We’re getting towards the end of the Big Huge Massive Jamboree Festival Bonanza Of All Things BBC That Weren’t Actual BBC Programmes But Weren’t Programmes Made By Other People Either You Know That Stuff That Used To Be On Between The Programmes But Wasn’t ‘Filler’ Films Like Gerald Of The Welsh Either Oh I Give Up now, but there’s still just enough time – boom boom - to afford some long overdue appreciation to one of the great stalwarts of our modern broadcasting age – the BBC Clock. Through changing times, changing technology and changing fashions, it’s always been there on cue, telling the time, steadily, sensibly, never too quickly, never too slowly, telling the time for That Episode Of Alexei Sayle’s Stuff That You Set The Video To Record But Then Some Live Sport Overran So You’ve Got Eight Minutes Of Victorian Kitchen Garden Instead. But it didn’t always look how you remember it…
One of the earliest BBC Clocks to still exist in recorded form is this strange Dracula-evoking variation on the standard BBC insignia of the day, which ostensibly had something to do with broadcasting and airwaves but instead seemed to simultaneously predict the rise of Ziggy Stardust, Darth Vader’s Own Personal Tie-Fighter, and those cheapo knock-off Batman t-shirts that everyone bought in the summer of 1989 in anticipation of Tim Burton’s film where the logo fell off the first time you washed them. Anyway, it looked suitably spooky when introducing The Quatermass Experiment, and that’s what really counts.
Indeed, to the delight of Dominic Sandbrooks everywhere, the late sixties saw the BBC disprove the myth of the prevailing countercultural shifts of the day by opting to head straight for squaresville, simply plonking a scaled-down clock in the middle of – ho ho ho – a shaded strap that looked very very slightly like a watchband. It’s so straight-laced, in fact, that it’s not even proving possible to shoehorn in a joke about unhinged late sixties sitar-wielders Chocolate Watchband (and that’s possibly a first for this blog). Still, this did serve as the clock of choice for all those episodes of Doctor Who where somebody saw fit to preserve the continuity beforehand but not the actual episode itself, and so we salute it in honour of our Delegate pals.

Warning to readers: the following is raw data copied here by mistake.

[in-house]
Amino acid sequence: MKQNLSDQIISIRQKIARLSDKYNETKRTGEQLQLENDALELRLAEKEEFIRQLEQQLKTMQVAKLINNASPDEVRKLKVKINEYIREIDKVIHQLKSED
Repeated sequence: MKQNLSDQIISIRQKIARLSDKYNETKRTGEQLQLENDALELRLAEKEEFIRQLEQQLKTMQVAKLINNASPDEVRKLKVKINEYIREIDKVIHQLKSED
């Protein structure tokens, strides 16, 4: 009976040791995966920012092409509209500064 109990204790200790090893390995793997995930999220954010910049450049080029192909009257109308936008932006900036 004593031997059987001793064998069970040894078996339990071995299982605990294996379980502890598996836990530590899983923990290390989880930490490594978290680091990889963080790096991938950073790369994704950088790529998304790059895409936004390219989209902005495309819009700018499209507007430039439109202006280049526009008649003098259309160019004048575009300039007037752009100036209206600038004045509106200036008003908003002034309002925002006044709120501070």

Colour came to the BBC in 1970 (oh pipe down Asa Briggs), and what better way to herald this revolution in home entertainment technology than by rearranging all of the continuity in a muted colour scheme based around what has come to be known as Sam Tyler Blue. Admittedly that’s a pretty snazzy redesigned Clock but, y’know… pizzazz, people!
Needless to say, The Open University was having none of this, and forcibly retained its own colour scheme whilst barging onto the Clock much as it has barged its way into this post, and who are we to start arguing with it?
Hang on a minute… Parky? What’s he doing here?! Don’t start adjusting your set just yet – unfortunately, despite extensive research, it’s proved impossible to locate any late seventies BBC Clocks that look different enough to the early seventies BBC Clocks to warrant another paragraph on them, as it was really just a case of slapping on the new typeface and colour scheme and it’d probably all end up just looking a bit boring (not to mention reading a bit boring, given that we can’t even come up with any halfway decent jokes about Chocolate Watchband), so Mr. Parkinson has generously agreed to appear as an illustration in its place. Anyway, that’s the last we’ll be seeing of him.
Happily, the arrival of Michael Grade-instigated computer generated continuity hoo-hah in 1985 finally gives us a completely overhauled Clock, which retained all the vital visual elements of the classic design only with a fully up-to-the-minute feel. You know, given how good this is, BBC2′s was probably really something to write home about…
Oh fuck off.
…and on that note, that’s about it as far as the evolution of the BBC Clock is concerned, but join us again next time for that near-neighbour of our favourite broadcast timepiece, The Revolving Head Of Al Jardine From The Beach Boys!